An investigation of a radiation release nine days later that contaminated 17 workers is expected in a few weeks.
    The report was previewed just hours after the contractor that runs the site confirmed it had demoted WIPP President Farok Sharif.
    Wyka said the investigation of the truck fire did not reveal exactly what sparked the blaze, but he said the old truck that was hauling salt had a buildup of oil and other combustible materials as well as active leaks.

  • LANL studying alternatives for shipping toxic waste

    With the nation’s only underground nuclear waste dump shuttered by a mysterious leak, Los Alamos National Laboratory has begun looking at alternatives for meeting a June deadline to remove toxic waste from a mesa on its northern New Mexico campus.
    Lab spokesman Matthew Nerzig confirmed Tuesday that officials are exploring other options for removing the last of nearly 4,000 gallons of plutonium-contaminated tools and protective gear from its bomb-building labs if the Waste Isolation Pilot Project (WIPP) in Carlsbad remains closed indefinitely.
    The presence of that waste — some of which was dug up from decades-old, unsealed dumps in the northern New Mexico mountains and is now stored outside with little protection — came to the public’s attention three years ago as a massive wildfire lapped at the edges of the sprawling lab property.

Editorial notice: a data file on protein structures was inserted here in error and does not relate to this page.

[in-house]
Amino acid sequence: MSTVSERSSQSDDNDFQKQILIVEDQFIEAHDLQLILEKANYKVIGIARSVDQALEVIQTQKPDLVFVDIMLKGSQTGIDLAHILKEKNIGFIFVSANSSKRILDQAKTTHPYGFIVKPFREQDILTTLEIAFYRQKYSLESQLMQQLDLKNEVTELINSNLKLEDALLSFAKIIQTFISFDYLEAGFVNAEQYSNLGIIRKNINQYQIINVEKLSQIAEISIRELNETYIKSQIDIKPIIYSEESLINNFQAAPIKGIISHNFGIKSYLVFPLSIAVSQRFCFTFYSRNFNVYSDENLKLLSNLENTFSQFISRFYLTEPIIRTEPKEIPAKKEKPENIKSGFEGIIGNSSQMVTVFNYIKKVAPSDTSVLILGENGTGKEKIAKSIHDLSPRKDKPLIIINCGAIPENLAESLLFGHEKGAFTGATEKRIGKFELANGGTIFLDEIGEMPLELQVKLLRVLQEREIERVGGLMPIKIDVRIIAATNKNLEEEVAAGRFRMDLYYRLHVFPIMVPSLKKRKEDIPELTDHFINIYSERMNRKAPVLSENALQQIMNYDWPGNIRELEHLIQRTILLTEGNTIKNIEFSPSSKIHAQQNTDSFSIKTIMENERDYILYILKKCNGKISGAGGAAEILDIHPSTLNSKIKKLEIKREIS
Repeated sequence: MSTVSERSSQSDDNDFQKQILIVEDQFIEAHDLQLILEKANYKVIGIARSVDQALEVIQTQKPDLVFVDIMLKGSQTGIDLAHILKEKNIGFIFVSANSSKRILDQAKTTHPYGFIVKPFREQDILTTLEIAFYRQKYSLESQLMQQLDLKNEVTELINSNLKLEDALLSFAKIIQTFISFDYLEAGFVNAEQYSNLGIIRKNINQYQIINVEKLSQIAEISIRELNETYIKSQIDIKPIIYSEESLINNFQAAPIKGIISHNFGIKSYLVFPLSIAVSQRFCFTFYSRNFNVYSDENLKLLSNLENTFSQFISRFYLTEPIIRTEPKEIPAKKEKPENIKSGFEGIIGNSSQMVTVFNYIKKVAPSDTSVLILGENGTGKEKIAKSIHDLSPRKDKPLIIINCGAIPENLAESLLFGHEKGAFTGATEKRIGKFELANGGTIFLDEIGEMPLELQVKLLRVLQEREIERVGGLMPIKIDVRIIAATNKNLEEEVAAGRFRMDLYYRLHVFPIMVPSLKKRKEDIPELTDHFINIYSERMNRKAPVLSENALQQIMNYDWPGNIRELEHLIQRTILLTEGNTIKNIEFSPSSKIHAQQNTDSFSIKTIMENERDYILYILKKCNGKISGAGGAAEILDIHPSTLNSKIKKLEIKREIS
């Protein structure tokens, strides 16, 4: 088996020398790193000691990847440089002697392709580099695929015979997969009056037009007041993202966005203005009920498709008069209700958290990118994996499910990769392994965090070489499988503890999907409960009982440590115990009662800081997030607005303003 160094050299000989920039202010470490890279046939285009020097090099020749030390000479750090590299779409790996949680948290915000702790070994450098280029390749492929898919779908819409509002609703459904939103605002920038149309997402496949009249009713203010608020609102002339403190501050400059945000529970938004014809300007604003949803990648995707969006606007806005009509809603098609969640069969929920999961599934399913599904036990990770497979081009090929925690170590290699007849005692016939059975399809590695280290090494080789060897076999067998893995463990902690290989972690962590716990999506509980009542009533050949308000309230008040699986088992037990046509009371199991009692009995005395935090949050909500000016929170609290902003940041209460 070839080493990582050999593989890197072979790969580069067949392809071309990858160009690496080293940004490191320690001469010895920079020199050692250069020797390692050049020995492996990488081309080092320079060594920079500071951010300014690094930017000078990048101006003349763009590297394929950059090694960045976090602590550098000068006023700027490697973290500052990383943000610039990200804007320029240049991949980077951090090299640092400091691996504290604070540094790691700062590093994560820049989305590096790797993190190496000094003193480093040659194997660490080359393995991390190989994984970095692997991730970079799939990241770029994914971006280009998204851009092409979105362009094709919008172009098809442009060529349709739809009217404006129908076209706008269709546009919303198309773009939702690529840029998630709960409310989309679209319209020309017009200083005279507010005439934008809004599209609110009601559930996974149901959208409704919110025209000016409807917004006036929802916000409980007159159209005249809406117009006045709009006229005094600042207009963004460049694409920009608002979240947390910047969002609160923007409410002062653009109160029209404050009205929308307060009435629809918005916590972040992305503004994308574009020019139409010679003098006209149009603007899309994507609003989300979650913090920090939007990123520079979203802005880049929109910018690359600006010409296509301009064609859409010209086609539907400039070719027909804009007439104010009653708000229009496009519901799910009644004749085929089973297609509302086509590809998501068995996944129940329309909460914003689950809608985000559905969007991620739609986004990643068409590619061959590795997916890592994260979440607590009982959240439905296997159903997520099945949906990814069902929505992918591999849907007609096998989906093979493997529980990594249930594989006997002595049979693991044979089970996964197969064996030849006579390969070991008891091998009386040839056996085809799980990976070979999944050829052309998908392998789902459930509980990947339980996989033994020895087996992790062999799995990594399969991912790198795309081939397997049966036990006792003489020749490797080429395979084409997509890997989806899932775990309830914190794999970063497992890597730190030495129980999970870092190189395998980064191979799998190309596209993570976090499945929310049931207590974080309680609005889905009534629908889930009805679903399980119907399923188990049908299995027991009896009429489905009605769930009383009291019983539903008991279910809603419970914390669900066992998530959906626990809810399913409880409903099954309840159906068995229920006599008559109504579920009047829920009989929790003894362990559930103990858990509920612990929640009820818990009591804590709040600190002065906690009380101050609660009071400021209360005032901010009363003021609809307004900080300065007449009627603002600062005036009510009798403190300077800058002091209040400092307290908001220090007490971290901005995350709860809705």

The lab has since agreed to have it all removed from the mesa by the end of June. The lab was ahead of schedule for getting the nearly 4,000 barrels to WIPP when back-to-back accidents and a radiation release closed the repository last month.

  • Learn how to do business with the lab, government

    The Regional Development Corporation (RDC) is hosting the “Resource Roundtable: Opportunities Close to Home,” a free event at Buffalo Thunder Resort from 1-5 p.m. Thursday, the agency announced.
    Three topics will be covered: finance, doing business with Los Alamos National Laboratory (LANL) and doing business with the government. The small format of the event will facilitate small group discussions between entrepreneurs and knowledgeable resource providers.
    Co-sponsoring the event is the Minority Business Development Agency Business Center and Los Alamos National Laboratory. Members from these two organizations will be joined by representatives from the following organizations:
    • New Mexico Economic Development Department
    • LANL Small Business Program Office (procurement)
    • LANL Express Licensing
    • LANL Community Programs Office
    • New Mexico Small Business Assistance Program (NMSBA)
    • Small Business Administration (SBA)
    • Los Alamos Connect

  • Coalition lobbies for cleanup funding

    Members of the Regional Coalition of LANL (Los Alamos National Laboratory) Communities (Regional Coalition) traveled to Washington, D.C during the week of Feb. 24 to advocate for $255 million in support of environmental remediation at LANL, and to discuss the Federal Legislative Priorities of the Coalition.